Its human nature to assume the things we like or accept as normal don’t have a large negative environmental impact. Things we don’t consider to be that big of a deal can have huge effects, like man made clothing materials or earthworms.
Years ago, there was a video by an environmental group that involved a young mother who returned to an area where forest thinning operations had taken place and complained about how it was a travesty to have any logs cut. Like a certain commercial from the 1970s, a tear literally did run down her cheek. Yet, she explored this area wearing a North Face puffy jacket made with polyester and stuffed with dacryon. Do you think she knew the difference in impacts she was illustrating? That area of forest would be back to its old self in her lifetime. Within her children’s lifetime that section of forest could be considered “old growth”. Her jacket would pollute the environment for the next three hundred years (at a minimum). The infrastructure required to create the materials of that jacket, i.e. petroleum, and ship them to factories and then to stores in her area directly destroyed hundreds of times the forests than the thinning operations. The carbon released by all this shipping threatens every forest on the planet, which, if the math is right, is much larger than the forest she shed tears over.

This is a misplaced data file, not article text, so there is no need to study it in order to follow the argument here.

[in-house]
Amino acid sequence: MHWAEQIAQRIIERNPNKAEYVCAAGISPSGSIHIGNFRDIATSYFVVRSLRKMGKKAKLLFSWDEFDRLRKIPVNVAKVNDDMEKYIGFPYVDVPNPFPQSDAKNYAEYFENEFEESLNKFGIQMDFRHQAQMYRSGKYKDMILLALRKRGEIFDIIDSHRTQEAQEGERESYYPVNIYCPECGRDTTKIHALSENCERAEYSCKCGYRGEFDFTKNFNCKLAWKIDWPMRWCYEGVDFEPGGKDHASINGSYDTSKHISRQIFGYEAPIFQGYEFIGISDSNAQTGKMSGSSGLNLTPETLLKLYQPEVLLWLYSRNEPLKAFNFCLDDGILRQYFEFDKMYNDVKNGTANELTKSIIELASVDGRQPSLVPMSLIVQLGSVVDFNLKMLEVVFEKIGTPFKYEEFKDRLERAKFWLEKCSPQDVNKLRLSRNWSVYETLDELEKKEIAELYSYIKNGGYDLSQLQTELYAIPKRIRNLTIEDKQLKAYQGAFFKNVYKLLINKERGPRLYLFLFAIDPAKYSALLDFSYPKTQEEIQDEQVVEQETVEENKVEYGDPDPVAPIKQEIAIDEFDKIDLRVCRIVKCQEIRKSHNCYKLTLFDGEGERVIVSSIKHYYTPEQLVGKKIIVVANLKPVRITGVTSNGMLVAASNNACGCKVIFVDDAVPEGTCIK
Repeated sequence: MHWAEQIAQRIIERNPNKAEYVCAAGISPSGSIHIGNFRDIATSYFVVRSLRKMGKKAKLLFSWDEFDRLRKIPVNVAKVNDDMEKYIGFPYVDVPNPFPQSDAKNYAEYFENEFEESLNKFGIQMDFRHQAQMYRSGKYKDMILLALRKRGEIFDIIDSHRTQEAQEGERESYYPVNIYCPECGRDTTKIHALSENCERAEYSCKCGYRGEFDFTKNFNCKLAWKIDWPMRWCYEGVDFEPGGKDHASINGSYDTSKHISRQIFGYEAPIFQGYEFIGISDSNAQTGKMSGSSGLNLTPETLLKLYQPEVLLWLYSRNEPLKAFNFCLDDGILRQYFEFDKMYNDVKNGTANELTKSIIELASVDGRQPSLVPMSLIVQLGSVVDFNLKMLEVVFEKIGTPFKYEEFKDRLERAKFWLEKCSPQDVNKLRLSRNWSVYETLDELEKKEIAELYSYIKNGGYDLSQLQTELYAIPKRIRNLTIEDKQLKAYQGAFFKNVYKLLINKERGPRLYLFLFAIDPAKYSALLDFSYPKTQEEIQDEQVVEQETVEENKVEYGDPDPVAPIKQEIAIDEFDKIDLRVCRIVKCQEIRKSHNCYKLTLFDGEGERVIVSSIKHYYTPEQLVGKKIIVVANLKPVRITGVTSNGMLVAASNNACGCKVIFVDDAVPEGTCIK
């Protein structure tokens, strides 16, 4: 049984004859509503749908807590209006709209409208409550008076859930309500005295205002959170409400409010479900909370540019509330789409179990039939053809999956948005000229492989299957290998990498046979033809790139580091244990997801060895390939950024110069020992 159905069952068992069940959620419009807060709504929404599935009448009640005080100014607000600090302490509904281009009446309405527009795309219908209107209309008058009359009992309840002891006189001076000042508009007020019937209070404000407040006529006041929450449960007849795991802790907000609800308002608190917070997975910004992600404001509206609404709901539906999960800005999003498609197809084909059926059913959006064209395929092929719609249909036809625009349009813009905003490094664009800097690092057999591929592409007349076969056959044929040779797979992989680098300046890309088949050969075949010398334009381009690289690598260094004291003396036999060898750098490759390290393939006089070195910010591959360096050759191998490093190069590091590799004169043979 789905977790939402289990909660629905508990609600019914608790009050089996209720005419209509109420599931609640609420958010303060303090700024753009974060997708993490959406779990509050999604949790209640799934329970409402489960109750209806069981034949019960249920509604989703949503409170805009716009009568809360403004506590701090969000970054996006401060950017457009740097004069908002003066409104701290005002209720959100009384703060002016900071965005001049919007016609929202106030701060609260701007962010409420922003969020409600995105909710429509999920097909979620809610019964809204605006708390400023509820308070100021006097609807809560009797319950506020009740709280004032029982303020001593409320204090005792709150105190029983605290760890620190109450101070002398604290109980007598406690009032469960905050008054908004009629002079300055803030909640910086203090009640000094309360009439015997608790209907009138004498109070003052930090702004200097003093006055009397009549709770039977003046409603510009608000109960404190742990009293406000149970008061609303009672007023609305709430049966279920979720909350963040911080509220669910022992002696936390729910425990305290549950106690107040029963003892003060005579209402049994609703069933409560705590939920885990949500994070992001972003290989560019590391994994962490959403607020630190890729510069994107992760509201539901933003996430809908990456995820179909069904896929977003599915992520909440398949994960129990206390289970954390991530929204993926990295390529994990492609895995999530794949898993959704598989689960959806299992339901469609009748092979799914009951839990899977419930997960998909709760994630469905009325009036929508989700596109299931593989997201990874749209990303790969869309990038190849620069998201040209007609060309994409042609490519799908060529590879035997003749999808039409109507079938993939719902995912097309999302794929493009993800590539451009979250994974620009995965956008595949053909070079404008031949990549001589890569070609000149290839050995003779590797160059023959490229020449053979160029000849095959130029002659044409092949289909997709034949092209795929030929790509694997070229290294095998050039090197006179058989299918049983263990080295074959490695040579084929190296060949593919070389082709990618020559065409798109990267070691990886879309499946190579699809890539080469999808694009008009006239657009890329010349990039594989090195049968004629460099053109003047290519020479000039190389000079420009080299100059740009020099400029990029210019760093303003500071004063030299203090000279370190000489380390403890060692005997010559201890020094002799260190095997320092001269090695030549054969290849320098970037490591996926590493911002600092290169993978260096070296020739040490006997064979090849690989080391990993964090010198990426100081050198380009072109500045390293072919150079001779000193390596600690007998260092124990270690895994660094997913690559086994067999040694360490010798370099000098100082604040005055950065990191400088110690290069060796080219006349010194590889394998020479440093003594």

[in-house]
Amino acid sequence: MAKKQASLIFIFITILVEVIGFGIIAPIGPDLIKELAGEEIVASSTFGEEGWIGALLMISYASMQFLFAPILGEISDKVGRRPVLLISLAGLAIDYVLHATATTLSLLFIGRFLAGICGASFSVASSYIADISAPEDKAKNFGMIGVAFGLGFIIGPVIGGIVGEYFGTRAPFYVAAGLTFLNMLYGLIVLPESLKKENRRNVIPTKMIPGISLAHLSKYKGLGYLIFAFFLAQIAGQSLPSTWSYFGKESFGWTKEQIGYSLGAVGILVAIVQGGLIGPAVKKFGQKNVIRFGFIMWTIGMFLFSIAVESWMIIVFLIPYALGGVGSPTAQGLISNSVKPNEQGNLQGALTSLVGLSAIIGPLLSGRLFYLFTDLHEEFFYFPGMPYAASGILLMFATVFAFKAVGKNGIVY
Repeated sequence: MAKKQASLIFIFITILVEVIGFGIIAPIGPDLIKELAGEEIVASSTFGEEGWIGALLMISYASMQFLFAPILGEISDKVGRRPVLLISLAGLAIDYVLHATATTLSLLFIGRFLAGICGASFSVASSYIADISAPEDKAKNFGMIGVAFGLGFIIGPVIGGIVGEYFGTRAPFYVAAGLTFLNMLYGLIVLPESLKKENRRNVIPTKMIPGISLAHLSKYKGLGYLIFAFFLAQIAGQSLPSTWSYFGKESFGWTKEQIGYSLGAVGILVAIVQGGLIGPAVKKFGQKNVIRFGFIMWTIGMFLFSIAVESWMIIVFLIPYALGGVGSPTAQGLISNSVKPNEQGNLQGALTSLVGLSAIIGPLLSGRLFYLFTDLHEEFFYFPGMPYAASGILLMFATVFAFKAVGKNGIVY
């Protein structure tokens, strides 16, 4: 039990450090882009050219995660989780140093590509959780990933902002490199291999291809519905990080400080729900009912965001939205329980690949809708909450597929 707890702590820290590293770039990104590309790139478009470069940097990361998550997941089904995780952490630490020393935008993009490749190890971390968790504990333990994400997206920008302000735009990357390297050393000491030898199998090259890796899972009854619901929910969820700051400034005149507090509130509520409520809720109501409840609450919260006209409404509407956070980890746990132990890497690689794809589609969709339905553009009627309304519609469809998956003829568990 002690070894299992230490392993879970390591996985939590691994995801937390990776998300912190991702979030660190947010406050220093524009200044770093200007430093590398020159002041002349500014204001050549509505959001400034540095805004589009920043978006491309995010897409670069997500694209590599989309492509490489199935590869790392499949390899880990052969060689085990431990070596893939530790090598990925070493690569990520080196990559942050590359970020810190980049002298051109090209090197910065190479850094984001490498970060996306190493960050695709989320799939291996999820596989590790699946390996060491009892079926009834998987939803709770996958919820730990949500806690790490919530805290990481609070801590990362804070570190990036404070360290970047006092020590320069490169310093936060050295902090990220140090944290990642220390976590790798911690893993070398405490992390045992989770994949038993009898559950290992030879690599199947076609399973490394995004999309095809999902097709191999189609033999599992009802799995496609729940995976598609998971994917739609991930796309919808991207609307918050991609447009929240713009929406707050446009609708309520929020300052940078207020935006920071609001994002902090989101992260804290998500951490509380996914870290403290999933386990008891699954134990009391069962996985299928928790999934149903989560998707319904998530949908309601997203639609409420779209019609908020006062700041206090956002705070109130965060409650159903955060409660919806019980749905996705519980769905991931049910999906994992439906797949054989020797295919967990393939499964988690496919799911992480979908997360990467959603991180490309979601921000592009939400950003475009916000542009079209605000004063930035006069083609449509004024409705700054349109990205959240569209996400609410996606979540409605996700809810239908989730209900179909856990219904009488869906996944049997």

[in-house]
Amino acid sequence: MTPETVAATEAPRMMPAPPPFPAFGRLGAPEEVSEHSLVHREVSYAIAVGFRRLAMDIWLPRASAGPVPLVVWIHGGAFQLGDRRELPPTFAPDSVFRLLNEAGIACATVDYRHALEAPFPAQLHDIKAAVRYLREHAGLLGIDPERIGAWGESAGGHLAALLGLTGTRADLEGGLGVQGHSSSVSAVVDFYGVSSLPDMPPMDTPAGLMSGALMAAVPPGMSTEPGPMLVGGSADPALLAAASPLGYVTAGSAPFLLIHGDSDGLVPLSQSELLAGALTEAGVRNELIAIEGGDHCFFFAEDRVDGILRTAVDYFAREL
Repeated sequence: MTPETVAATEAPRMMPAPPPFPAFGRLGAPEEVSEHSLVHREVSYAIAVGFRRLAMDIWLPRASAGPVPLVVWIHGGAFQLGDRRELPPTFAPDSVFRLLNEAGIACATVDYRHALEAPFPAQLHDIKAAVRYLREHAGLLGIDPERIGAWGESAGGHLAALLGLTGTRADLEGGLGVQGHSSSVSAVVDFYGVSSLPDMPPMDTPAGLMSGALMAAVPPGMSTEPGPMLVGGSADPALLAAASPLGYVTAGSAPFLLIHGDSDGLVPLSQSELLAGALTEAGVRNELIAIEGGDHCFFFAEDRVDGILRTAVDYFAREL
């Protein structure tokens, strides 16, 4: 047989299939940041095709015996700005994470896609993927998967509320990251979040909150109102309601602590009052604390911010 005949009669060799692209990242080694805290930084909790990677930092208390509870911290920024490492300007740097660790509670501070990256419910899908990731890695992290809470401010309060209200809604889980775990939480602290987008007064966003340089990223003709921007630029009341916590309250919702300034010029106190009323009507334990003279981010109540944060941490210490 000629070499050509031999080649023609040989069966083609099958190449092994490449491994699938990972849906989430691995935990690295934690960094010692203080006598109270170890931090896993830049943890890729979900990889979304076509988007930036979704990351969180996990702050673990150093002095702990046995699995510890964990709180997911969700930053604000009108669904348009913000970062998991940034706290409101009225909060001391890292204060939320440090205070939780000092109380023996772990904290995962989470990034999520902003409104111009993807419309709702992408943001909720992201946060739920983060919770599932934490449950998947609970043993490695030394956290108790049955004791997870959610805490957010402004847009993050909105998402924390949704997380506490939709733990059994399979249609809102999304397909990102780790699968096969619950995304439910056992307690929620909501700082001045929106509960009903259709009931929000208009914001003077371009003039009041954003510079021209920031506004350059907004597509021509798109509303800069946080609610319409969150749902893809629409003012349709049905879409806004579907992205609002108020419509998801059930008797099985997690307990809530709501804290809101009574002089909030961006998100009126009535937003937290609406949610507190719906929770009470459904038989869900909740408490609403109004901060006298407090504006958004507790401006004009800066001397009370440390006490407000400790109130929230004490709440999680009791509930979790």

Can we, as mountain bikers, find ourselves in a similar Catch-22? Can we overlook a large impact that is front of our nose? How can we quantify existing conditions at a site before creating trails? Is there a way to quantify conditions after creating the trails?
Write something about yourself. No need to be fancy, just an overview.